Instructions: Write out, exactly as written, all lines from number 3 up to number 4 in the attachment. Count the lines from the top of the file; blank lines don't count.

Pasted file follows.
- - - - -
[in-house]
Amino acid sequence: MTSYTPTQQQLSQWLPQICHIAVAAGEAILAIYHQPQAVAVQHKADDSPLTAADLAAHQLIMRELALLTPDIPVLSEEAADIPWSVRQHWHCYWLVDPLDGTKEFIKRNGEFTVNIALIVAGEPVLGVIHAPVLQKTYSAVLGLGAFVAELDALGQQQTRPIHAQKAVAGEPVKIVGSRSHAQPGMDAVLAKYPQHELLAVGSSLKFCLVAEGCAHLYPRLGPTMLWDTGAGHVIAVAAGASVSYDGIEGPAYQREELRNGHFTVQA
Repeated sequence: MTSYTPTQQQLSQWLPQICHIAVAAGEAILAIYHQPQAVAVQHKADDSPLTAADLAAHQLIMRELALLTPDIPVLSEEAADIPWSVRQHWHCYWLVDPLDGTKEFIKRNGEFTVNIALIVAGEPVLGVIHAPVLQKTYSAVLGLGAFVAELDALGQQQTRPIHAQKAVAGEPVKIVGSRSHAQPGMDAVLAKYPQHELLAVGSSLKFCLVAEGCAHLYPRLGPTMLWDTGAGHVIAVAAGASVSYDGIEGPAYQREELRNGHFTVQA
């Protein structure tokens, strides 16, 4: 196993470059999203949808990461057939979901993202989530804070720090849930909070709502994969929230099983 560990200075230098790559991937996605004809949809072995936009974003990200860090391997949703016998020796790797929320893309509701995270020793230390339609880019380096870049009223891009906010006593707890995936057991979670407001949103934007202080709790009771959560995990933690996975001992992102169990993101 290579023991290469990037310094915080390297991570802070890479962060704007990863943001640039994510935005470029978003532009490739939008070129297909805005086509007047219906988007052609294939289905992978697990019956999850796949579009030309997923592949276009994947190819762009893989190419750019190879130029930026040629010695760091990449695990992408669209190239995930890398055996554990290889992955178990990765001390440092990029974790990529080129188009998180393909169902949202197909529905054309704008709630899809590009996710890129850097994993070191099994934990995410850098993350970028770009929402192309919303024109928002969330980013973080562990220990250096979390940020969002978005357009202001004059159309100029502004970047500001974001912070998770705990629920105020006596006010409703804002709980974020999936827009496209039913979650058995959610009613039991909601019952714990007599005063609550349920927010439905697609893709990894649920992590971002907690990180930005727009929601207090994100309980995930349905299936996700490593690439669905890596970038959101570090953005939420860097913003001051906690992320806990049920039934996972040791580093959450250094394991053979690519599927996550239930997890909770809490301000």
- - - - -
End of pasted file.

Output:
Repeated sequence: MTSYTPTQQQLSQWLPQICHIAVAAGEAILAIYHQPQAVAVQHKADDSPLTAADLAAHQLIMRELALLTPDIPVLSEEAADIPWSVRQHWHCYWLVDPLDGTKEFIKRNGEFTVNIALIVAGEPVLGVIHAPVLQKTYSAVLGLGAFVAELDALGQQQTRPIHAQKAVAGEPVKIVGSRSHAQPGMDAVLAKYPQHELLAVGSSLKFCLVAEGCAHLYPRLGPTMLWDTGAGHVIAVAAGASVSYDGIEGPAYQREELRNGHFTVQA
């Protein structure tokens, strides 16, 4: 196993470059999203949808990461057939979901993202989530804070720090849930909070709502994969929230099983 560990200075230098790559991937996605004809949809072995936009974003990200860090391997949703016998020796790797929320893309509701995270020793230390339609880019380096870049009223891009906010006593707890995936057991979670407001949103934007202080709790009771959560995990933690996975001992992102169990993101 290579023991290469990037310094915080390297991570802070890479962060704007990863943001640039994510935005470029978003532009490739939008070129297909805005086509007047219906988007052609294939289905992978697990019956999850796949579009030309997923592949276009994947190819762009893989190419750019190879130029930026040629010695760091990449695990992408669209190239995930890398055996554990290889992955178990990765001390440092990029974790990529080129188009998180393909169902949202197909529905054309704008709630899809590009996710890129850097994993070191099994934990995410850098993350970028770009929402192309919303024109928002969330980013973080562990220990250096979390940020969002978005357009202001004059159309100029502004970047500001974001912070998770705990629920105020006596006010409703804002709980974020999936827009496209039913979650058995959610009613039991909601019952714990007599005063609550349920927010439905697609893709990894649920992590971002907690990180930005727009929601207090994100309980995930349905299936996700490593690439669905890596970038959101570090953005939420860097913003001051906690992320806990049920039934996972040791580093959450250094394991053979690519599927996550239930997890909770809490301000």